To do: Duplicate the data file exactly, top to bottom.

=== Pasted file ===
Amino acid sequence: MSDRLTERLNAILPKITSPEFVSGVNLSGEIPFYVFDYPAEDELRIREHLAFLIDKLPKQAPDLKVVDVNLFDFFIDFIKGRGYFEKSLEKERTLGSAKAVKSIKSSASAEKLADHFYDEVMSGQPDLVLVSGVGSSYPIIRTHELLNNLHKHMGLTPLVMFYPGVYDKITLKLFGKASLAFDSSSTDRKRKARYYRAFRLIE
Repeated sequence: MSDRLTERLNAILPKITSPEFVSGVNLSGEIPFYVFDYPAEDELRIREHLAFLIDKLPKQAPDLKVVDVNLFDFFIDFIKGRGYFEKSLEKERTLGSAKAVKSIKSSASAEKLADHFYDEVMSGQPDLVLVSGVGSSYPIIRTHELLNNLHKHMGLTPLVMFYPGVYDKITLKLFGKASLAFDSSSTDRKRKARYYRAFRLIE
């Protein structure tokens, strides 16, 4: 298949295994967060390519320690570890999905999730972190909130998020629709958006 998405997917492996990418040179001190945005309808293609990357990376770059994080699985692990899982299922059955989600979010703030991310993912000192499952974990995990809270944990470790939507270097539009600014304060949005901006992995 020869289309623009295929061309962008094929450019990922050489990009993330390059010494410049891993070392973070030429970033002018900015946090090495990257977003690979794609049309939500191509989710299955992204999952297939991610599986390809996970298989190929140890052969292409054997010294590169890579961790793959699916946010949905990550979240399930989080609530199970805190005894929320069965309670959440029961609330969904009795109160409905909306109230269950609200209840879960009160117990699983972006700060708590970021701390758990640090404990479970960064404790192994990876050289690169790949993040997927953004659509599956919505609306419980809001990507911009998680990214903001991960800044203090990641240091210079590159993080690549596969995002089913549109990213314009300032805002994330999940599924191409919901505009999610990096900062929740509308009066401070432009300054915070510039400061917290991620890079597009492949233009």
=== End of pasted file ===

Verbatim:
Amino acid sequence: MSDRLTERLNAILPKITSPEFVSGVNLSGEIPFYVFDYPAEDELRIREHLAFLIDKLPKQAPDLKVVDVNLFDFFIDFIKGRGYFEKSLEKERTLGSAKAVKSIKSSASAEKLADHFYDEVMSGQPDLVLVSGVGSSYPIIRTHELLNNLHKHMGLTPLVMFYPGVYDKITLKLFGKASLAFDSSSTDRKRKARYYRAFRLIE
Repeated sequence: MSDRLTERLNAILPKITSPEFVSGVNLSGEIPFYVFDYPAEDELRIREHLAFLIDKLPKQAPDLKVVDVNLFDFFIDFIKGRGYFEKSLEKERTLGSAKAVKSIKSSASAEKLADHFYDEVMSGQPDLVLVSGVGSSYPIIRTHELLNNLHKHMGLTPLVMFYPGVYDKITLKLFGKASLAFDSSSTDRKRKARYYRAFRLIE
């Protein structure tokens, strides 16, 4: 298949295994967060390519320690570890999905999730972190909130998020629709958006 998405997917492996990418040179001190945005309808293609990357990376770059994080699985692990899982299922059955989600979010703030991310993912000192499952974990995990809270944990470790939507270097539009600014304060949005901006992995 020869289309623009295929061309962008094929450019990922050489990009993330390059010494410049891993070392973070030429970033002018900015946090090495990257977003690979794609049309939500191509989710299955992204999952297939991610599986390809996970298989190929140890052969292409054997010294590169890579961790793959699916946010949905990550979240399930989080609530199970805190005894929320069965309670959440029961609330969904009795109160409905909306109230269950609200209840879960009160117990699983972006700060708590970021701390758990640090404990479970960064404790192994990876050289690169790949993040997927953004659509599956919505609306419980809001990507911009998680990214903001991960800044203090990641240091210079590159993080690549596969995002089913549109990213314009300032805002994330999940599924191409919901505009999610990096900062929740509308009066401070432009300054915070510039400061917290991620890079597009492949233009």